AME prepress abstract  -  DOI:

Litter quality influences bacterial communities more strongly than changes in riparian buffer quality in oil palm streams

Darshanaa Chellaiah*, Catherine M. Yule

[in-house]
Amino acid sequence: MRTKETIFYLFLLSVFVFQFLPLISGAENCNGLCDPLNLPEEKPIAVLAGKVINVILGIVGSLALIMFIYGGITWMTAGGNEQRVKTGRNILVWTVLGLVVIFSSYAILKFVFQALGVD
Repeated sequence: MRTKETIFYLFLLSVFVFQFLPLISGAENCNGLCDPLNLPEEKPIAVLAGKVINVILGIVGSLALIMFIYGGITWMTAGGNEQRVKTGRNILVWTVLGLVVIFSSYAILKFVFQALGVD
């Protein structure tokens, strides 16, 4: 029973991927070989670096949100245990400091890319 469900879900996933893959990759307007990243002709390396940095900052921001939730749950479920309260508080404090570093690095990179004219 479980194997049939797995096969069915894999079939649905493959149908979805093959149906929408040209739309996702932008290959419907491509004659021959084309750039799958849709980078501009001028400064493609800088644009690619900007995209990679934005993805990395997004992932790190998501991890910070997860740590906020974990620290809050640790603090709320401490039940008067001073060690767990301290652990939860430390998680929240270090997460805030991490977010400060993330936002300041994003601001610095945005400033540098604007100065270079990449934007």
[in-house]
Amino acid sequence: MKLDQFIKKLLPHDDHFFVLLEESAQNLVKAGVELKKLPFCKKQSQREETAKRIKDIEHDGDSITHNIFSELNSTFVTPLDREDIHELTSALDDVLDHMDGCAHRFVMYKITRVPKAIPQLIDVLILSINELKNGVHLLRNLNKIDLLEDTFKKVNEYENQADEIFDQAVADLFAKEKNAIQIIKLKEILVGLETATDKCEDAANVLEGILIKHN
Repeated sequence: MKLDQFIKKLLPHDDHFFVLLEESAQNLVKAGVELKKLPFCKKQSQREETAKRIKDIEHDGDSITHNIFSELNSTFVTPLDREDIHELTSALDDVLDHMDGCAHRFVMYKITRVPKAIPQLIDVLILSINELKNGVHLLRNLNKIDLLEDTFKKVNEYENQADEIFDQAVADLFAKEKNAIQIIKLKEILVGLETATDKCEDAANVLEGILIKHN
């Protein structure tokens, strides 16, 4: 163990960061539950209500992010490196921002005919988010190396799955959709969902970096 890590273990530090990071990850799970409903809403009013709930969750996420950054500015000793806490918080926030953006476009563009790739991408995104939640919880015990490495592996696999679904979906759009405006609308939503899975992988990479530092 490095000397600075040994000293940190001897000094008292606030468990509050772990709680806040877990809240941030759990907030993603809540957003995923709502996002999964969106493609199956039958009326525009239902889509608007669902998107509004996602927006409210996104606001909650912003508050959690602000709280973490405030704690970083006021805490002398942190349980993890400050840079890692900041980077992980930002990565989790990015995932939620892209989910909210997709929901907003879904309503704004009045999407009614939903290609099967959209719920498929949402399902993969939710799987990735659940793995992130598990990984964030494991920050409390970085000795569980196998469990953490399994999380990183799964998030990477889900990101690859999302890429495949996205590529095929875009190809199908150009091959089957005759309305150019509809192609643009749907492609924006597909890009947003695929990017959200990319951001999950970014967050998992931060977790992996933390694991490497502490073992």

ABSTRACT: The conversion of tropical forests into oil palm (OP; Elaeis guineensis) monoculture alters stream physicochemical conditions, potentially threatening freshwater ecosystems. Understanding the responses of bacterial assemblages to environmental changes and riparian management efforts are vital for our understanding of stream ecosystem functioning. We used 16S rRNA gene sequencing techniques to investigate bacterial community dynamics on decomposing litter of 2 contrasting qualities, Macaranga tanarius and OP, in streams across a gradient of riparian disturbance in OP plantations. Bacterial community composition was more heavily influenced by litter quality such as increased structural compounds (i.e. toughness, lignin, fibre) and nutrients in OP litter and increased secondary compounds in Macaranga litter rather than changes in stream conditions due to different riparian buffer qualities. Bacterial colonisation on Macaranga was susceptible to the increased stream temperatures and nutrients in OP streams, whereas on OP litter, significant alterations in bacterial community composition were observed possibly due to long-term agricultural disturbances. Both litter species were dominated by Proteobacteria and Bacteroidetes with Chitinophaga and Caulobacteraceae contributing most to the differences observed. Compared to pristine streams, bacterial diversity and richness were significantly higher in OP streams with no buffer, whereas OP streams with forested riparian buffer and untreated buffer (i.e. no chemical inputs) had intermediate effects. In conclusion, bacterial assemblages were regulated by the quality of litter; thus we propose the retention of riparian vegetation with high tree diversity to mitigate impacts on the formation of litter bacterial assemblages and the ecosystem processes they mediate in oil palm plantation streams.